I was there the Day Metro Center opened it's Doors . I Worked there in 2006 and 2007 . It was a popular place back then . Now it's a Mall full of memories. With about 80% of its Store's closed down . All the Businesses outside the Mall are The only thing keeping the place open . Inside the Mall is used by people staying out of the heat to do there daily walking .

Blueyez713 said...

Yes!!! No one else seems to remember the skate park there or the glow in the dark mini golf ��

Unknown said...

There was an amazing pretzel shop here (maybe privately owned or franchised ) in the late 90’s. It wasn’t pretzel time or auntie Anne’s. Does anyone remember the name of it?

Brother Bill said...

Hot Sams?

AngM said...

Hot Sams. I would go there at age 6 just to get Hot Sams. ;-)

AngM said...

Hot Sams. I would go there at 6 & remember their pretzels being the best. They got me hooked on the warm cream cheese as a dipping side.

John said...

I played league hockey in Phoenix until 1988 and metro center was one of the leagues rinks

Unknown said...

Can any of you awesome people help me remember the name of this burger restaurant near metrocenter?
Clues : ~1990 ... I remember you'd go in, sit down , look at the menu and order by picking up a telephone handset on the side of your booth. What was this place called?

Unknown said...

I think it was Round The Corner Burger. Used to love it when my Mom would take us there to eat.

Anonymous said...

Hello!
Back in 2001 there was a hotel by the mall with a bar/nightclub. I met John Paul Jones of Led Zeppelin there and he signed a cocktail napkin for me. The logo on the napkin is a stylized W. Can anyone help me with the name of this hotel?
Thanks!
CLP

TB said...

I remember going to Farrell's Ice Cream for birthdays. Eating the cndy we bought there while watching the ice skaters below.
We also loved to pitch pennies on the tall geometric sculpture from the top floor to see who could make one stay on a ledge.

Unknown said...

Does anyone else remember the mall having an underground bar when it was first built??? Kinda in the center of the bottom floor were steps that went to it. It didn't last too long as I remember
Just curious

thanks
kk

Metrocenter Mall dies at age 47 said...

I thought the ice skating rink closed in 1990 (not 1986), after the 1989 film Bill and Ted had filmed there.


Metrocenter Mall dies at age 47 - June 30, 2020

Heidi Fischer said...

Does anybody remember that the grand opening of Metro Center Mall in 1973 was delayed by a few days due to a water main break?

anonymous responder said...

Windham?

Ray Foxx said...

Thank you so much for this blog, it's great to read everyone's comments! Does anyone else remember a toy store on the second level during the 80s? It wasn't KB Toys. It was an entirely different store, but for the life of me, I can't remember the name.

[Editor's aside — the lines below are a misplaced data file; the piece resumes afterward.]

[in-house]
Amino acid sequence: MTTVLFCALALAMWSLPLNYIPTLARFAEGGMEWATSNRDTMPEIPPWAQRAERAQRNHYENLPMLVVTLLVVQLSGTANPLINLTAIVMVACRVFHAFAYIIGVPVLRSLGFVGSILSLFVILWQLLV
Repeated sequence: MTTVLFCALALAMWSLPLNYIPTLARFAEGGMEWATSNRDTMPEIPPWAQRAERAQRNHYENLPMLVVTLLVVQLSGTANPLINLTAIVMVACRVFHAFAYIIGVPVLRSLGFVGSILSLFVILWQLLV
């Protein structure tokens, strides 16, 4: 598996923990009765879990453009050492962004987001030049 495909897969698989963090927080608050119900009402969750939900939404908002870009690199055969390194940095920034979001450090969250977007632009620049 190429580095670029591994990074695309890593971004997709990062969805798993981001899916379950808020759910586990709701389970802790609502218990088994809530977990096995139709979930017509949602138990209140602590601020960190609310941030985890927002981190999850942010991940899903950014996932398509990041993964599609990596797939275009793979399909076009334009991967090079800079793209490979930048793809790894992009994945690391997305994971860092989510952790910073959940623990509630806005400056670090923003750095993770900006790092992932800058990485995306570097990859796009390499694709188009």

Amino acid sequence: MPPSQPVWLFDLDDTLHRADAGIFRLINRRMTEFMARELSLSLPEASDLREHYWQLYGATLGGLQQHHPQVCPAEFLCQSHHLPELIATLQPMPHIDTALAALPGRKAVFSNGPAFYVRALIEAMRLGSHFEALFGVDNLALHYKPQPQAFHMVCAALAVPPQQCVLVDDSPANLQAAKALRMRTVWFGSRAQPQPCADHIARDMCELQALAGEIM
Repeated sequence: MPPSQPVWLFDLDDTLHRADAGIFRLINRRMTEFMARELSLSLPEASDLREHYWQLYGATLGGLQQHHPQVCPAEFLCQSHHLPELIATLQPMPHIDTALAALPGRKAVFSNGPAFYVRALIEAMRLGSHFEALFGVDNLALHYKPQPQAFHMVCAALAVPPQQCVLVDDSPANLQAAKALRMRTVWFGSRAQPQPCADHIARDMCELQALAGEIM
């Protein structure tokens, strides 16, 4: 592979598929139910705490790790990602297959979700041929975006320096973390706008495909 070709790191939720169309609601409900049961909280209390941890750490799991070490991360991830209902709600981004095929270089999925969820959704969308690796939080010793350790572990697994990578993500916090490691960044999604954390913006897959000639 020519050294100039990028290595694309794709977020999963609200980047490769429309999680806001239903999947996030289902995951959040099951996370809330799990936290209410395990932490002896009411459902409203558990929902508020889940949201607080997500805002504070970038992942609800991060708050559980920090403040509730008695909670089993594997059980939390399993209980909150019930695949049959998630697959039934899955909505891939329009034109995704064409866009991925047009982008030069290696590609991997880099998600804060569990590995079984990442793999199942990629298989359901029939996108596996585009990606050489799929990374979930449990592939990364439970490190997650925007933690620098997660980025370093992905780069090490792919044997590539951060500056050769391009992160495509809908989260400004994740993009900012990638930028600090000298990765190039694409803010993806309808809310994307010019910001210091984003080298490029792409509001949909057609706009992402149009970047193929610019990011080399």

Brother Bill said...

The "underground bar": you may be thinking of The Janitor's Closet which was actually at Chris-Town.

Brother Bill said...

Ray Foxx: The toy store you are thinking of was "Toys By Roy"

Unknown said...

It was Cocos sttached to Ruebens

Tracy said...

There was a place called “Headshots” that took glamour photos if that’s what you mean.

Anonymous said...

5/04/2020 9:48 AM The hotel was Hotel Westcourt and the bar/restaurant was called Trumps, no connection to POTUS 45.

Cassandra said...

I used to shop at Lotions & Potions in that little Alley in the mall back in the early 80's. I loved their Apricot lotion! I moved away back in 1986 and haven't been back but am glad to know that Lotions and Potions is still in the valley, making lotions!

Lynn said...

The mall will be missed. Many childhood memories there.

Annie Body said...

I grew up very near to the MetroCenter Mall and Oh the glory days of getting all dolled up to go meet friends for some cruising around the mall or playing video games and air hockey at Castles and Coasters. Wow, what a hookup joint that was for us teenagers of that day. Sad to hear it has been neglected, I will always remember it fondly and thankful for its magic which helped get Me through My teen years relatively unscathed. For if it were not for the Metro Center Mall, that quite literally offered so many different entertainment options, who knows what we teens could have been up to.

I experienced My first kiss there, saw My first Midnight movie there, enjoyed playing Janet for the Rocky Horror Picture Show floor show, and so many other cool memories from as far back as I can remember. What a magical place!!!

Unknown said...

Loved reading thru these comments. I had the joy of also being a Metro mall rat, and eventually working at Millers Outpost, late high school and a little after, before Arrowhead opened. I grew up not far west from Metro, so it was the hub of high school life. Hoping all the other HS Hawks and Colts, Rams, Vikings and Rockets who came of age there, are all doing well ;).

It's name will always make me smile. Thanks for putting this article together. I hope something great becomes of the behemoth commercial space.

Roberto said...

Name of Mexican restaurant between Black Angus & Bennigans 1990’s?